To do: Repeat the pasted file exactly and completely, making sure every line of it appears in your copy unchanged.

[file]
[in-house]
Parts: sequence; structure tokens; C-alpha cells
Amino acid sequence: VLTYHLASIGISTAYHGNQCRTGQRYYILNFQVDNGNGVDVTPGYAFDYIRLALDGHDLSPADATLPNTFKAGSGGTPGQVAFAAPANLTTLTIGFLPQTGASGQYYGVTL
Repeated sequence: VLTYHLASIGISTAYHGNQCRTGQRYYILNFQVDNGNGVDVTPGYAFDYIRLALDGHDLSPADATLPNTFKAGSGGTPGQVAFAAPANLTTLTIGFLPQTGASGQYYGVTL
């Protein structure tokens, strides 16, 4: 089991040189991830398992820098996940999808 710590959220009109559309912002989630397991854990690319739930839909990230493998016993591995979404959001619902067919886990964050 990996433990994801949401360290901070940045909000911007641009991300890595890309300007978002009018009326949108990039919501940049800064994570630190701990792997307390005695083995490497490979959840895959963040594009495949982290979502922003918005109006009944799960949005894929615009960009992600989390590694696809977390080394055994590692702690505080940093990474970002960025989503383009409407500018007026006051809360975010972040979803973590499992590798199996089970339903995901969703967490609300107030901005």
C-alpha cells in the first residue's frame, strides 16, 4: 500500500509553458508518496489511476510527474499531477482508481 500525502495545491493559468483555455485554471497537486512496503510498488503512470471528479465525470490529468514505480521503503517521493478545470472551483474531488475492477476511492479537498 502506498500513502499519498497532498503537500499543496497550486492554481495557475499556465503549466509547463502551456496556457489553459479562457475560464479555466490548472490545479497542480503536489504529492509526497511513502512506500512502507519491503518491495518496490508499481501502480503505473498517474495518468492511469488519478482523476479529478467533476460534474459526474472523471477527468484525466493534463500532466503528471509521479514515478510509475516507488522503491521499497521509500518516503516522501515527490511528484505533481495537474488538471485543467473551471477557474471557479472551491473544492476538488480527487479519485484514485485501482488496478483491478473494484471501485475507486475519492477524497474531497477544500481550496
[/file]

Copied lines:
[in-house]
Parts: sequence; structure tokens; C-alpha cells
Amino acid sequence: VLTYHLASIGISTAYHGNQCRTGQRYYILNFQVDNGNGVDVTPGYAFDYIRLALDGHDLSPADATLPNTFKAGSGGTPGQVAFAAPANLTTLTIGFLPQTGASGQYYGVTL
Repeated sequence: VLTYHLASIGISTAYHGNQCRTGQRYYILNFQVDNGNGVDVTPGYAFDYIRLALDGHDLSPADATLPNTFKAGSGGTPGQVAFAAPANLTTLTIGFLPQTGASGQYYGVTL
């Protein structure tokens, strides 16, 4: 089991040189991830398992820098996940999808 710590959220009109559309912002989630397991854990690319739930839909990230493998016993591995979404959001619902067919886990964050 990996433990994801949401360290901070940045909000911007641009991300890595890309300007978002009018009326949108990039919501940049800064994570630190701990792997307390005695083995490497490979959840895959963040594009495949982290979502922003918005109006009944799960949005894929615009960009992600989390590694696809977390080394055994590692702690505080940093990474970002960025989503383009409407500018007026006051809360975010972040979803973590499992590798199996089970339903995901969703967490609300107030901005």
C-alpha cells in the first residue's frame, strides 16, 4: 500500500509553458508518496489511476510527474499531477482508481 500525502495545491493559468483555455485554471497537486512496503510498488503512470471528479465525470490529468514505480521503503517521493478545470472551483474531488475492477476511492479537498 502506498500513502499519498497532498503537500499543496497550486492554481495557475499556465503549466509547463502551456496556457489553459479562457475560464479555466490548472490545479497542480503536489504529492509526497511513502512506500512502507519491503518491495518496490508499481501502480503505473498517474495518468492511469488519478482523476479529478467533476460534474459526474472523471477527468484525466493534463500532466503528471509521479514515478510509475516507488522503491521499497521509500518516503516522501515527490511528484505533481495537474488538471485543467473551471477557474471557479472551491473544492476538488480527487479519485484514485485501482488496478483491478473494484471501485475507486475519492477524497474531497477544500481550496